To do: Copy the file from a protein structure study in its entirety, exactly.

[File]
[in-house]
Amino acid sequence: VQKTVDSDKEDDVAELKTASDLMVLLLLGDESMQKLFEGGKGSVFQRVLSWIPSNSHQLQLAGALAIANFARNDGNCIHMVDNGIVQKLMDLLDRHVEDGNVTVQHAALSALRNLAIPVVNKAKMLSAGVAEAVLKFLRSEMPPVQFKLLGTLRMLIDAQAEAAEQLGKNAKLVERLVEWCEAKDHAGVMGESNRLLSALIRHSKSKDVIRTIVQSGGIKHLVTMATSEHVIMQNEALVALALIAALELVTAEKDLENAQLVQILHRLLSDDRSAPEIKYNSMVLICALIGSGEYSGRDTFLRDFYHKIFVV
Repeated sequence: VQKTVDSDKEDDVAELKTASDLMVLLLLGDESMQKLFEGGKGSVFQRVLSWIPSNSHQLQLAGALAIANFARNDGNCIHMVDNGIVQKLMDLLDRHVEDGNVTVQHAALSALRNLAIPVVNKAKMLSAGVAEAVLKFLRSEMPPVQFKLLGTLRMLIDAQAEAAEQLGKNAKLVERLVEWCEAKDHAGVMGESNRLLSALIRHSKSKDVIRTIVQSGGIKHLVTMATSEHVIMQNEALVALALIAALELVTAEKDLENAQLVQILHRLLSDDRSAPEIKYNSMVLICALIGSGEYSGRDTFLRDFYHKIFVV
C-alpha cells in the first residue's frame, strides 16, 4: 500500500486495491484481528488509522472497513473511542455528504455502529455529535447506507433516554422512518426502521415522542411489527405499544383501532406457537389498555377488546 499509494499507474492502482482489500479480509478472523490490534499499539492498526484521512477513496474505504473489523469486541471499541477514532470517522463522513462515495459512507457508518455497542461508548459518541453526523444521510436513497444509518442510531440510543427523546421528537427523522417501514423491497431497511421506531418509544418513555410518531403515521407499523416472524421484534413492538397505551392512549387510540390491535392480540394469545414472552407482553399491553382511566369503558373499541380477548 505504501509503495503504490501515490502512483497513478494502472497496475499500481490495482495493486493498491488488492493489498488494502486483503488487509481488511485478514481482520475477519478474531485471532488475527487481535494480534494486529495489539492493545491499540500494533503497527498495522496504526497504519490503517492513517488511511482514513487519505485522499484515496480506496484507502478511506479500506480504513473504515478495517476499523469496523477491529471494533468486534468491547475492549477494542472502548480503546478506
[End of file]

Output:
[in-house]
Amino acid sequence: VQKTVDSDKEDDVAELKTASDLMVLLLLGDESMQKLFEGGKGSVFQRVLSWIPSNSHQLQLAGALAIANFARNDGNCIHMVDNGIVQKLMDLLDRHVEDGNVTVQHAALSALRNLAIPVVNKAKMLSAGVAEAVLKFLRSEMPPVQFKLLGTLRMLIDAQAEAAEQLGKNAKLVERLVEWCEAKDHAGVMGESNRLLSALIRHSKSKDVIRTIVQSGGIKHLVTMATSEHVIMQNEALVALALIAALELVTAEKDLENAQLVQILHRLLSDDRSAPEIKYNSMVLICALIGSGEYSGRDTFLRDFYHKIFVV
Repeated sequence: VQKTVDSDKEDDVAELKTASDLMVLLLLGDESMQKLFEGGKGSVFQRVLSWIPSNSHQLQLAGALAIANFARNDGNCIHMVDNGIVQKLMDLLDRHVEDGNVTVQHAALSALRNLAIPVVNKAKMLSAGVAEAVLKFLRSEMPPVQFKLLGTLRMLIDAQAEAAEQLGKNAKLVERLVEWCEAKDHAGVMGESNRLLSALIRHSKSKDVIRTIVQSGGIKHLVTMATSEHVIMQNEALVALALIAALELVTAEKDLENAQLVQILHRLLSDDRSAPEIKYNSMVLICALIGSGEYSGRDTFLRDFYHKIFVV
C-alpha cells in the first residue's frame, strides 16, 4: 500500500486495491484481528488509522472497513473511542455528504455502529455529535447506507433516554422512518426502521415522542411489527405499544383501532406457537389498555377488546 499509494499507474492502482482489500479480509478472523490490534499499539492498526484521512477513496474505504473489523469486541471499541477514532470517522463522513462515495459512507457508518455497542461508548459518541453526523444521510436513497444509518442510531440510543427523546421528537427523522417501514423491497431497511421506531418509544418513555410518531403515521407499523416472524421484534413492538397505551392512549387510540390491535392480540394469545414472552407482553399491553382511566369503558373499541380477548 505504501509503495503504490501515490502512483497513478494502472497496475499500481490495482495493486493498491488488492493489498488494502486483503488487509481488511485478514481482520475477519478474531485471532488475527487481535494480534494486529495489539492493545491499540500494533503497527498495522496504526497504519490503517492513517488511511482514513487519505485522499484515496480506496484507502478511506479500506480504513473504515478495517476499523469496523477491529471494533468486534468491547475492549477494542472502548480503546478506